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Introduction to Replication

Replication allows you to replicate data onto another machine. It forms the base of all disaster recovery and failover features ArangoDB offers.

ArangoDB offers asynchronous and synchronous replication which both have their pros and cons. Both modes may and should be combined in a real world scenario and be applied in the usecase where they excel most.

We will describe pros and cons of each of them in the following sections.

Synchronous replication

Synchronous replication only works in in a cluster and is typically used for mission critical data which must be accessible at all times. Synchronous replication generally stores a copy of the data on another host and keeps it in sync. Essentially when storing data after enabling synchronous replication the cluster will wait for all replicas to write all the data before greenlighting the write operation to the client. This will naturally increase the latency a bit, since one more network hop is needed for each write. However it will enable the cluster to immediately fail over to a replica whenever an outage has been detected, without losing any committed data, and mostly without even signaling an error condition to the client.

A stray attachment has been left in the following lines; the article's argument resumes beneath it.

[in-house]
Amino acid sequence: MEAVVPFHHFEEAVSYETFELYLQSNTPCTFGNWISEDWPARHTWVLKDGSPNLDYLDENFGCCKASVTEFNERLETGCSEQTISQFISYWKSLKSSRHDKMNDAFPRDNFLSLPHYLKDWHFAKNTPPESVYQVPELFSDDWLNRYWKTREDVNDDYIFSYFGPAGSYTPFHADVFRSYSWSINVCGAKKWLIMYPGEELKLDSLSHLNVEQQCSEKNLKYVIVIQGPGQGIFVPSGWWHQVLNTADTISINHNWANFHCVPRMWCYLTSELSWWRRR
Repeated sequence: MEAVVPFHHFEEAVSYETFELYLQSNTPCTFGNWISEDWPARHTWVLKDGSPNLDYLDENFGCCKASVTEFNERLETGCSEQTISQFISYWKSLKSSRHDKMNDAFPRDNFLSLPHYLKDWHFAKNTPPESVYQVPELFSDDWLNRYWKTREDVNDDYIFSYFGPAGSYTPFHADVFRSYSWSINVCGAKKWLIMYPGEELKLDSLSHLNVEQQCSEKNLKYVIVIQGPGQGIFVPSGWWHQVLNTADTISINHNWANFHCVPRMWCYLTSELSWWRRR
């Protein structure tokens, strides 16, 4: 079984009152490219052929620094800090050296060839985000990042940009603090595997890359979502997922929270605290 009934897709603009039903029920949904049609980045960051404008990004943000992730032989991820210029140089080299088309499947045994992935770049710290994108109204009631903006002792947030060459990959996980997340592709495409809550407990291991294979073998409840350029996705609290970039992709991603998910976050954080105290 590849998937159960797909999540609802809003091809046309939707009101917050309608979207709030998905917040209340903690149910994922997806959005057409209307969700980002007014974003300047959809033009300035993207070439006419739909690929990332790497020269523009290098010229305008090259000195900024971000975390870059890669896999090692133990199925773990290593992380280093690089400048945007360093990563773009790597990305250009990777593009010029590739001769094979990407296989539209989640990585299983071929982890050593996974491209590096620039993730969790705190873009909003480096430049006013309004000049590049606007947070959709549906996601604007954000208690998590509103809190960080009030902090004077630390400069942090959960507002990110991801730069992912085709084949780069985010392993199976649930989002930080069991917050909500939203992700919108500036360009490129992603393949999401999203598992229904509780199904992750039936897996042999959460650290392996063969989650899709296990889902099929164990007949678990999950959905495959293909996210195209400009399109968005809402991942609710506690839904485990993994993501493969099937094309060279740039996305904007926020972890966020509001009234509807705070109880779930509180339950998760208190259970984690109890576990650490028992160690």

Synchronous replication is organized in a way that every shard has a leader and r-1 followers. The number of followers can be controlled using the replicationFactor whenever you create a collection, the replicationFactor is the total number of copies being kept, that is, it is one plus the number of followers.

Asynchronous replication

In ArangoDB any write operation will be logged to the write-ahead log. When using Asynchronous replication slaves will connect to a master and apply all the events from the log in the same order locally. After that, they will have the same state of data as the master database.